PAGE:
Why space saving stand-up desks make commercial sense

Vodafone estimates that by allowing some staff to work standing up, it has reduced its overheads by about 20%.

More New Zealand companies offer alternative working environments for staff, with cost savings which can amount to millions of dollars.

On the heels of "hot desking" there are now stand-up desks.

The familiar "hot desking" involves using a single workstation which can be used by multiple staff members at different times.

That model has been employed by Vodafone since it moved into its new building in downtown Auckland in 2005, and saved it the cost of constructing a whole extra floor on the building.

Hewlett-Packard and Gen-i offered a similar arrangement, while ASB plans to use hot desking at its yet-to-be-completed headquarters in Wynyard Quarter on Auckland's waterfront.

Now Hawke's Bay lines company Unison is also conducting a trial of another type of workspace - stand-up desks.

The benefits of using alternative workspaces are more than ergonomic, although that is part of the motivation.

Companies are seeing the real cost benefits of alternative workplace models, from more efficient use of space to improved productivity.

The Vodafone example

Vodafone's six-storey building on Auckland's Fanshawe St opened just over seven years ago and houses about 1300 staff.

The company has a variety of working arrangements staff can use. They can sit at the same desk permanently, work at bench-height hubs which cater for about six to eight people, or use smaller single stand-up desks.

The larger hub workspaces have bar stools if workers want to sit, while staff who don't have permanent desks and roam about the building can put their things in lockers.

Vodafone national facilities manager Jonathan Jepson says this arrangement saved the company from having to build a whole extra floor on its new building.

"The fit-out of that floor alone would have been a multi-million dollar job.

"By having a mixture of work settings, we saved a huge amount of floor space."

He says in the average large corporate, a desk is empty for 40% to 50% of the time.

Head of property Peter Nicoll says companies can waste a lot of money providing permanent space for a person when they only need it half the time.

He estimates the flexible arrangement saves the company about 20% in overheads per year.

"It's a reduction because you don't have to build the extra floor, there's the rental savings, you don't have to clean it, furnish it, heat it, or pay for power."

Mr Nicoll says there are also improvements in productivity, but those benefits are more difficult to quantify.

Senior solutions specialist Grant Fisher, who works standing up, says the model works well for him because he needs flexibility.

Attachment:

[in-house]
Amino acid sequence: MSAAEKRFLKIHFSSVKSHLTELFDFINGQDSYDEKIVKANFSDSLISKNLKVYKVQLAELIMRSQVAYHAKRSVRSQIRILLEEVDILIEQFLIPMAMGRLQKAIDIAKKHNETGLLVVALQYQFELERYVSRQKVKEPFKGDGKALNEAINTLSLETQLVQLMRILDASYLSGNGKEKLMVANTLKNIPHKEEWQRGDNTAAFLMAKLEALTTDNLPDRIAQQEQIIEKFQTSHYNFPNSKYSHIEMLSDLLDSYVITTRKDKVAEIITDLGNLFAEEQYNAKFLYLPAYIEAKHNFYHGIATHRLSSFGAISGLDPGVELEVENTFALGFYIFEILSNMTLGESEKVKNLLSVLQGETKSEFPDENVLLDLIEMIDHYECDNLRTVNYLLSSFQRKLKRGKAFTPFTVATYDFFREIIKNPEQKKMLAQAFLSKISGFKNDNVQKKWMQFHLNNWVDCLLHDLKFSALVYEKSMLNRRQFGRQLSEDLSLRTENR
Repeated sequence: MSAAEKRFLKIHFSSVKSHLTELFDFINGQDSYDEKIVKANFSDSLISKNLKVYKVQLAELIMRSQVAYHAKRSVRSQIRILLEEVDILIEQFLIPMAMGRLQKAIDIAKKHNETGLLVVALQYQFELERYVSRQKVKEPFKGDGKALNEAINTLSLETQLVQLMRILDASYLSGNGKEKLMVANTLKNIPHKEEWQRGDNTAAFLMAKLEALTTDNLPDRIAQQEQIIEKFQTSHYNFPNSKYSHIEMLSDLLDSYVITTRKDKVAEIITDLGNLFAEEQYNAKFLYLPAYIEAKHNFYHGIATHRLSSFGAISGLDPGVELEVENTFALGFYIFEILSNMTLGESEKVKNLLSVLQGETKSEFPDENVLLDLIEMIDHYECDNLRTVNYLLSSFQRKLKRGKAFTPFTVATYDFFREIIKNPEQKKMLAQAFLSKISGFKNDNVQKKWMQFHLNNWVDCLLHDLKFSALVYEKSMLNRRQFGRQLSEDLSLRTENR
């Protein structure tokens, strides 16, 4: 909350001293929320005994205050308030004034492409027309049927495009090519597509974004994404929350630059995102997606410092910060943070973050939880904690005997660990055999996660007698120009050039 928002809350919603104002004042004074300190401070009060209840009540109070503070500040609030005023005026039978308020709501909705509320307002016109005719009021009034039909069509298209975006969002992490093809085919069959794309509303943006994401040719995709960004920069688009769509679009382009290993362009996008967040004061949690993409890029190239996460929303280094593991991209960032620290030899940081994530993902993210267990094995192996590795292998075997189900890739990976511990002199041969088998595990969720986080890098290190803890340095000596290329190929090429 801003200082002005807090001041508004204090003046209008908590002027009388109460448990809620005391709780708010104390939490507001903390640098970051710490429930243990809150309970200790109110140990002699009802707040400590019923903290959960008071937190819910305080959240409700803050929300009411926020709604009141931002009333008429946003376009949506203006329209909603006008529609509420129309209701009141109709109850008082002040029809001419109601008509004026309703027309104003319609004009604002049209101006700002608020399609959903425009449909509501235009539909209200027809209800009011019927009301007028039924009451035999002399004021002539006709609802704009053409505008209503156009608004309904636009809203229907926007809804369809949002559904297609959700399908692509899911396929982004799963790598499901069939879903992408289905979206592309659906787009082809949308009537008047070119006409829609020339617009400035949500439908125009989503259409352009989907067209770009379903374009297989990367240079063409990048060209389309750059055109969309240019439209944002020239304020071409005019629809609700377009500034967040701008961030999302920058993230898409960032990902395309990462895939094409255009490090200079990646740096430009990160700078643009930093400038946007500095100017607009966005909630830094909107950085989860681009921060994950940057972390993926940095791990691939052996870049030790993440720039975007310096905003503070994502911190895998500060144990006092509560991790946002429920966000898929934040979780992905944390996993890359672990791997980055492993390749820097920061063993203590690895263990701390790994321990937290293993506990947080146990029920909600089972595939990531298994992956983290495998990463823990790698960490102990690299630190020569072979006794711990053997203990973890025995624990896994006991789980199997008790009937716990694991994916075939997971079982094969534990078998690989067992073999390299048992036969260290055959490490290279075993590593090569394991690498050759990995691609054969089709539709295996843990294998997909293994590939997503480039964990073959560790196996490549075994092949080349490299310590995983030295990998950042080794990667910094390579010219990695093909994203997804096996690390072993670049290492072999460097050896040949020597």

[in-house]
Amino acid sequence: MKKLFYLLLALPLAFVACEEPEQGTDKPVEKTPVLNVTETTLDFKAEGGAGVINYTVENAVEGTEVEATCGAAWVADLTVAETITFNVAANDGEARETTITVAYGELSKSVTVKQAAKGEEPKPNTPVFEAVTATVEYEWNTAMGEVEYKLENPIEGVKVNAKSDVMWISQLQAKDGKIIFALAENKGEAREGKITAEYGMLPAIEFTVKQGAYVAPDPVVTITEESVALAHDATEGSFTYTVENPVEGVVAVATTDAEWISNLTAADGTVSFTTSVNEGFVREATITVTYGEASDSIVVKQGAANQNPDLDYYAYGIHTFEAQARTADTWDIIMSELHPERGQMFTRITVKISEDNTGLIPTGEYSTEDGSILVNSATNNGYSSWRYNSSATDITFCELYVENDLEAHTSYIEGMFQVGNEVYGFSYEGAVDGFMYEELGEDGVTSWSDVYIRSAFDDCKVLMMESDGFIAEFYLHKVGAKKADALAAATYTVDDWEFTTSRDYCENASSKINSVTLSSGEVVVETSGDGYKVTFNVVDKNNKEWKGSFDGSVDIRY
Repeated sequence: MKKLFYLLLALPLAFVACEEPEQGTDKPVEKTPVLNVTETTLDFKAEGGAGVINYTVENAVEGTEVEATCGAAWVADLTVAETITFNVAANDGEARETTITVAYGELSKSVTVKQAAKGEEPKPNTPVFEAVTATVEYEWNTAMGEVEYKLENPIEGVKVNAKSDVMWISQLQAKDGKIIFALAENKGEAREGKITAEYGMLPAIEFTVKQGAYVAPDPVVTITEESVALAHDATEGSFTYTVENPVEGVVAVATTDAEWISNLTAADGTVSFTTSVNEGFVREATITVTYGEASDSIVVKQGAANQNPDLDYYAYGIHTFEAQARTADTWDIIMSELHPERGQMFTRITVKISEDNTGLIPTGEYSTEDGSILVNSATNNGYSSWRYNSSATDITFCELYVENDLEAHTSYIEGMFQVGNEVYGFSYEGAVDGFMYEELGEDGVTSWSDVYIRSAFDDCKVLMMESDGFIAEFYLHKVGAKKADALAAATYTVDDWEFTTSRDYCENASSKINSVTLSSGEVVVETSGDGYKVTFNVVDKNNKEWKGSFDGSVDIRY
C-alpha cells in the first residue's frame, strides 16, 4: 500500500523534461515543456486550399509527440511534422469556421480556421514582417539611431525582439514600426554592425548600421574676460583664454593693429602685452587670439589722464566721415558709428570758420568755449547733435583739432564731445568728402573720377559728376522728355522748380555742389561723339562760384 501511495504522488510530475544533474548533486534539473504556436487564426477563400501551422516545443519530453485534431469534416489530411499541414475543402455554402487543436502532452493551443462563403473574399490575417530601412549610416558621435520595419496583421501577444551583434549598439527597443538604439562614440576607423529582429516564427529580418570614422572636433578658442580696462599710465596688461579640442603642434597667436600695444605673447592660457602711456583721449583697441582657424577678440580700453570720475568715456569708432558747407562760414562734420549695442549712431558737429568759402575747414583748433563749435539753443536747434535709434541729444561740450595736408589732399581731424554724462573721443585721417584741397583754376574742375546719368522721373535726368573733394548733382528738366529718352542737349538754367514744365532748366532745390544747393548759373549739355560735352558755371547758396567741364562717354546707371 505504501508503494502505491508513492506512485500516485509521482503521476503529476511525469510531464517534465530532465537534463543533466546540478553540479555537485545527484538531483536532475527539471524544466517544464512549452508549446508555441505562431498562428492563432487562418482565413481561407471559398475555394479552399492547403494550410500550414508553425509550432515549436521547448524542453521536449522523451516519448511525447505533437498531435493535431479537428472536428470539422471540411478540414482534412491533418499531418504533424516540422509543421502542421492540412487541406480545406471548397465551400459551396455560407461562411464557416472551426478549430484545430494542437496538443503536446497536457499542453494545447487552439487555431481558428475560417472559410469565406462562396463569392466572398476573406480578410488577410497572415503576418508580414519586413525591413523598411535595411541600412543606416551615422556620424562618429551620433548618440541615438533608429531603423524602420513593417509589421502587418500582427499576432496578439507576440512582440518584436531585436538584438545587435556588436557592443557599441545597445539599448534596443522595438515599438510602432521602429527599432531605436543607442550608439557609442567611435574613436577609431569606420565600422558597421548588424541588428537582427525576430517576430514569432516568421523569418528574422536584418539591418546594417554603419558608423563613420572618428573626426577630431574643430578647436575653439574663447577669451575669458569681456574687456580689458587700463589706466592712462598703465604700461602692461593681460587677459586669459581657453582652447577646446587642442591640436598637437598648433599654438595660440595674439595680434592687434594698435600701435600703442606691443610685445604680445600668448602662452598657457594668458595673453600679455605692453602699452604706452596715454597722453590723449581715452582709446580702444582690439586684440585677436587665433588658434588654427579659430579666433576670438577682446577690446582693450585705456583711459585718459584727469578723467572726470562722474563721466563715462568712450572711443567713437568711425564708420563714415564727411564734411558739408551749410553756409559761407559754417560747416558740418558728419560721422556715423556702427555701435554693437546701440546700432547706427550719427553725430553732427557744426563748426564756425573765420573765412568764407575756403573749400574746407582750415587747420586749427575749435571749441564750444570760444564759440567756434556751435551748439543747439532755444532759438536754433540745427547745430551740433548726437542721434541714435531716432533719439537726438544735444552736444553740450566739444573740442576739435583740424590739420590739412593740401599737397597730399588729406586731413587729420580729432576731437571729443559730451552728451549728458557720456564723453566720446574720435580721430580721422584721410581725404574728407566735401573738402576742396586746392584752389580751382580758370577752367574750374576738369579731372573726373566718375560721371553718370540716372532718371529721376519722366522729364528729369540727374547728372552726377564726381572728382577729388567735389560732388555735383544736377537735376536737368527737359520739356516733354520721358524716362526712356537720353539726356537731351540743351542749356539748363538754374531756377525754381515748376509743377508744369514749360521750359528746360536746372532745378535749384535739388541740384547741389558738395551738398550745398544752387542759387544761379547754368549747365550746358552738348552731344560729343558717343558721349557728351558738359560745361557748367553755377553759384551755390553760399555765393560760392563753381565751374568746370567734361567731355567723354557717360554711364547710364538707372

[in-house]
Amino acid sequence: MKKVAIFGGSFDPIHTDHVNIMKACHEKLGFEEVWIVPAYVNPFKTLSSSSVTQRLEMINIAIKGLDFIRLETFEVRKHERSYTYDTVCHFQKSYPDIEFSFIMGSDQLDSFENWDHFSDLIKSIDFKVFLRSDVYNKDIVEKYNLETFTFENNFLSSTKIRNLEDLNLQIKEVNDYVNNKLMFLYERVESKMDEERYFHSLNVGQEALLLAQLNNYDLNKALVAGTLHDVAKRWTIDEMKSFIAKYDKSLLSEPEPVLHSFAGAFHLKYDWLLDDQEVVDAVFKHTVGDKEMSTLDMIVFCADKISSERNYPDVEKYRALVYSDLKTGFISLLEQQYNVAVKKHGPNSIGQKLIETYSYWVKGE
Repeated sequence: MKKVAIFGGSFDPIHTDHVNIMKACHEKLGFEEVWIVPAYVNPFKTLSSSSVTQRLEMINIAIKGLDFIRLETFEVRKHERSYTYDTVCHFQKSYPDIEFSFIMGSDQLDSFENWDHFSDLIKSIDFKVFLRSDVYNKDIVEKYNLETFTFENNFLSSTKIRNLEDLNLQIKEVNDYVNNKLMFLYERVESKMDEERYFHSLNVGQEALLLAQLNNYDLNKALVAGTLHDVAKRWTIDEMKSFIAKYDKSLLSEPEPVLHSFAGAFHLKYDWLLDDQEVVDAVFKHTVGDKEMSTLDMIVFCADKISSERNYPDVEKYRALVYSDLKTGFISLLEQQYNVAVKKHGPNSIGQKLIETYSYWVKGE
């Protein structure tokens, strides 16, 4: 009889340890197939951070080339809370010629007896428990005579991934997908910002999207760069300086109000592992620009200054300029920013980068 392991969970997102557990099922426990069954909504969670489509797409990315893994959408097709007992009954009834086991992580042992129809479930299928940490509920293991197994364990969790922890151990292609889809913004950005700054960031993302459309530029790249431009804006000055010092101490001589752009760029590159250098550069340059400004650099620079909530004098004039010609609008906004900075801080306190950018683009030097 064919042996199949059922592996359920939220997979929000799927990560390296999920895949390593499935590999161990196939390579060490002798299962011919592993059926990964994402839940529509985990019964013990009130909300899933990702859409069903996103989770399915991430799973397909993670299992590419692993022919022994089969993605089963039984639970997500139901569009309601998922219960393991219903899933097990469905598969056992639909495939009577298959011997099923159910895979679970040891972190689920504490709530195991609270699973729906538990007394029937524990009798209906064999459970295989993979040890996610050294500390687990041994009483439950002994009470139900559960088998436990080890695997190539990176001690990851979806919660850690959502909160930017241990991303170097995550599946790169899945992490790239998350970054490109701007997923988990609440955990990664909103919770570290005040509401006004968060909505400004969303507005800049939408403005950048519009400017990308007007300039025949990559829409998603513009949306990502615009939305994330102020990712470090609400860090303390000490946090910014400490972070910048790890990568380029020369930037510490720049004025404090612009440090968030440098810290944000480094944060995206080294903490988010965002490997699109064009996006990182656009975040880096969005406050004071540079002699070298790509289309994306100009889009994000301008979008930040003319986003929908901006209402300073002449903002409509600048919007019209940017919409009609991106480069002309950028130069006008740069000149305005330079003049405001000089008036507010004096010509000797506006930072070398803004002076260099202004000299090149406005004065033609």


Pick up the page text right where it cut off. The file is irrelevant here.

"I'm bouncing from one thing to the other all the time.

"The collaborative concept is great because I'm often doing a lot of different of things, but don't need a lot of focused time in one place."

CEO Russell Stanners also works standing up at a single desk that resembles a small bar leaner.

Unison Networks' trial

Hawke's Bay-based Unison Networks has been conducting a trial of stand-up desks for the past few months.

It is a different concept to the hot-desking model in that staff use the same workspace, they just don't sit down.

Commercial general manager Jonathan Kay says he has already noticed cost savings in terms of the space it saves.

"The stand-up desks take up a lot less space so there's less clutter and paperwork.

"I now use my office more as a meeting space because I can fit a bigger table in and get my team in there."

The desks have a small motor that allows the height to be changed at the push of a button.

Mr Kay says the desks are great for people with bad backs, or who find sitting for long periods difficult.

"Personally, I find it more energising and it seems a more natural way of interacting with others.

"I find myself naturally more productive. The challenge is in measuring those productivity gains."

He says they plan to roll the desks out to more staff but they aren't cheap, and as a community-organisation they'll have to implement it slowly.

Still a niche item

While the idea of working standing up may be catching on in large corporates, it appears it is still a niche product.

Inquiries to Office Products Depot indicated the company doesn't stock stand-up desks, but rather gets them custom made by its supplier if a customer wants one.

Elsewhere, Smart Office stocks height adjustable desks, costing between $590 and $885 excluding GST.  

CEO of Language Perfect Craig Smith got around that cost by fashioning his own stand-up desk by stacking one on top of the other. 

He says he stands up to work because his business is modelled on a five-star hotel, where front-of-house staff are always standing and alert as a sign of good customer service.

"It means that I never slack off, I'm always much more focused on the task at hand." 

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